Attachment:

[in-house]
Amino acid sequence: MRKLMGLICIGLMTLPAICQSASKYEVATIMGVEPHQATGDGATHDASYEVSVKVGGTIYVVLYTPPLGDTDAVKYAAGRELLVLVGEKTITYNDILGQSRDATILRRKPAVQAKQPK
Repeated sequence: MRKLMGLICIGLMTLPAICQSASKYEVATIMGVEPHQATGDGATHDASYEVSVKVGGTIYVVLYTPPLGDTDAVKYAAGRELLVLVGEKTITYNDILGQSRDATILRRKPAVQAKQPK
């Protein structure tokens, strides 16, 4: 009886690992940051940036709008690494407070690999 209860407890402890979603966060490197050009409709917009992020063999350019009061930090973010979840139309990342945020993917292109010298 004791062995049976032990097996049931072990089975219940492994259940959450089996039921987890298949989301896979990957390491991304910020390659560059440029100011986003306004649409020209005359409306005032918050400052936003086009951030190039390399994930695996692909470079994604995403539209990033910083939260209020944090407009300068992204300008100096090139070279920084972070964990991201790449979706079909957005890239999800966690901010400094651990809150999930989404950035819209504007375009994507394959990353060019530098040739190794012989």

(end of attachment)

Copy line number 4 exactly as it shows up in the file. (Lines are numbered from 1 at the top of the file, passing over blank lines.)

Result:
């Protein structure tokens, strides 16, 4: 009886690992940051940036709008690494407070690999 209860407890402890979603966060490197050009409709917009992020063999350019009061930090973010979840139309990342945020993917292109010298 004791062995049976032990097996049931072990089975219940492994259940959450089996039921987890298949989301896979990957390491991304910020390659560059440029100011986003306004649409020209005359409306005032918050400052936003086009951030190039390399994930695996692909470079994604995403539209990033910083939260209020944090407009300068992204300008100096090139070279920084972070964990991201790449979706079909957005890239999800966690901010400094651990809150999930989404950035819209504007375009994507394959990353060019530098040739190794012989």